23 May 2016
‘New hope’ for landlords hit by abandoned properties
Help will soon be at hand for landlords wanting to regain possession of an abandoned property, according to the National Landlords Association (NLA).
New NLA figures show that one in three (36%) landlords have had a property abandoned by tenants.
That means tens of thousands of tenants have moved out before their tenancy agreement has finished but without telling their landlord.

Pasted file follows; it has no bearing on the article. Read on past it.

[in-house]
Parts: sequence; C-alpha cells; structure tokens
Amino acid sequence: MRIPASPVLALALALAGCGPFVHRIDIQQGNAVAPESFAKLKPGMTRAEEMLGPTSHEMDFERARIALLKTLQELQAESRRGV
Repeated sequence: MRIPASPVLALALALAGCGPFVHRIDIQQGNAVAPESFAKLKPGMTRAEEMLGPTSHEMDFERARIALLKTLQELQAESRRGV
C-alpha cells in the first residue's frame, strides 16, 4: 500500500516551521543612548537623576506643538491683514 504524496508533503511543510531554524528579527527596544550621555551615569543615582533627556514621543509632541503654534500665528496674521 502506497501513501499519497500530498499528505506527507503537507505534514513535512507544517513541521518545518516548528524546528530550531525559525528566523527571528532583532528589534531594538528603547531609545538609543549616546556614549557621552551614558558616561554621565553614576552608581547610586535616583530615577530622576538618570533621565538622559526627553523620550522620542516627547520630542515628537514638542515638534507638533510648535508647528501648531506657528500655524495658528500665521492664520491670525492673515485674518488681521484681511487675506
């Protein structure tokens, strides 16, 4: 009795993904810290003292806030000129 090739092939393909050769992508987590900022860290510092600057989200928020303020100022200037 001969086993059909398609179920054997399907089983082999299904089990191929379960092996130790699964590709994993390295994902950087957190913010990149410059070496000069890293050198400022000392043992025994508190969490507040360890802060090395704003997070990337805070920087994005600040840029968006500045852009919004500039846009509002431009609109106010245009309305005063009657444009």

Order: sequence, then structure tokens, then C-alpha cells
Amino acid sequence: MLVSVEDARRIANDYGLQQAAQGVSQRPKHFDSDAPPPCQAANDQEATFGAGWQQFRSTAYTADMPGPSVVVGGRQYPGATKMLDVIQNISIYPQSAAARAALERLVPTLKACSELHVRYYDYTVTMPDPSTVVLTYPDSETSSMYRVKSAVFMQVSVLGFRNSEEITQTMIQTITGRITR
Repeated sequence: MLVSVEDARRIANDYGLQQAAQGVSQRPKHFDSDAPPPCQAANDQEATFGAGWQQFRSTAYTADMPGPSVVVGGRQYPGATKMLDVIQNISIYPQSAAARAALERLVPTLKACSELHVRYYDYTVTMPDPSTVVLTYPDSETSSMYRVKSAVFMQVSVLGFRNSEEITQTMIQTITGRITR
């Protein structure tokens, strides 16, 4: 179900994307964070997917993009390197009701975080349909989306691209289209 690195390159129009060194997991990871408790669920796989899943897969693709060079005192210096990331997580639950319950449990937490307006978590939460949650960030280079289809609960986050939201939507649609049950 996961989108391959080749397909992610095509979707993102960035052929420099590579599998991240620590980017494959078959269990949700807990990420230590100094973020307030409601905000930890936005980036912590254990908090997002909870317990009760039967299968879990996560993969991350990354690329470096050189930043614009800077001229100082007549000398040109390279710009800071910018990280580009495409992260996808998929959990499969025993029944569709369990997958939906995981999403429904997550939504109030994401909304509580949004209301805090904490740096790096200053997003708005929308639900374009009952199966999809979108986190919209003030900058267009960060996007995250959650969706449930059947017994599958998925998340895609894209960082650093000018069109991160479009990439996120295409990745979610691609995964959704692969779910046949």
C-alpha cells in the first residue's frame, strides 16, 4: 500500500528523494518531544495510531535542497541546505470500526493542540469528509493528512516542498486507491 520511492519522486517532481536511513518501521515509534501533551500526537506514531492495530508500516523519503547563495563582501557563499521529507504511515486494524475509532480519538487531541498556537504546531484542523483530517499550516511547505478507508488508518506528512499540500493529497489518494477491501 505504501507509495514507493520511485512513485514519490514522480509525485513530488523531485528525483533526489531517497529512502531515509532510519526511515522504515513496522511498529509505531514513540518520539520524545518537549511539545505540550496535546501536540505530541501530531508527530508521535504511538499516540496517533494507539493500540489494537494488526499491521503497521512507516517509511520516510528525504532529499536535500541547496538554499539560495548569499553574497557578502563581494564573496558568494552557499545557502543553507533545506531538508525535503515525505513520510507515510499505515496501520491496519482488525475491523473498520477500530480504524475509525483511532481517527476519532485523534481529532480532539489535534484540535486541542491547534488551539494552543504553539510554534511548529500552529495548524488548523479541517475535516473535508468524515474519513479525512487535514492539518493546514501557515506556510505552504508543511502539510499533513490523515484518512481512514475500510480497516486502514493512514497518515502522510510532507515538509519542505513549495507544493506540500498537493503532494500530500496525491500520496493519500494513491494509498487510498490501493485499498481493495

Until now, the association says abandonment has caused big problems for landlords, who are often owed outstanding rent.
Regaining possession of the property, it adds, is troublesome as landlords have to go through a legal process that can take months.
That, says the NLA, is because it is illegal for landlords to stop the continuation of a tenancy while tenants have a legal right to return and resume residence at any point.
But, adds the association, the process of regaining possession of an abandoned property is now set to get easier.
Its chief executive, Richard Lambert, says a new process to deal with abandonment will be created by the Housing and Planning Act. The move, he adds, will give landlords "far greater security and peace of mind".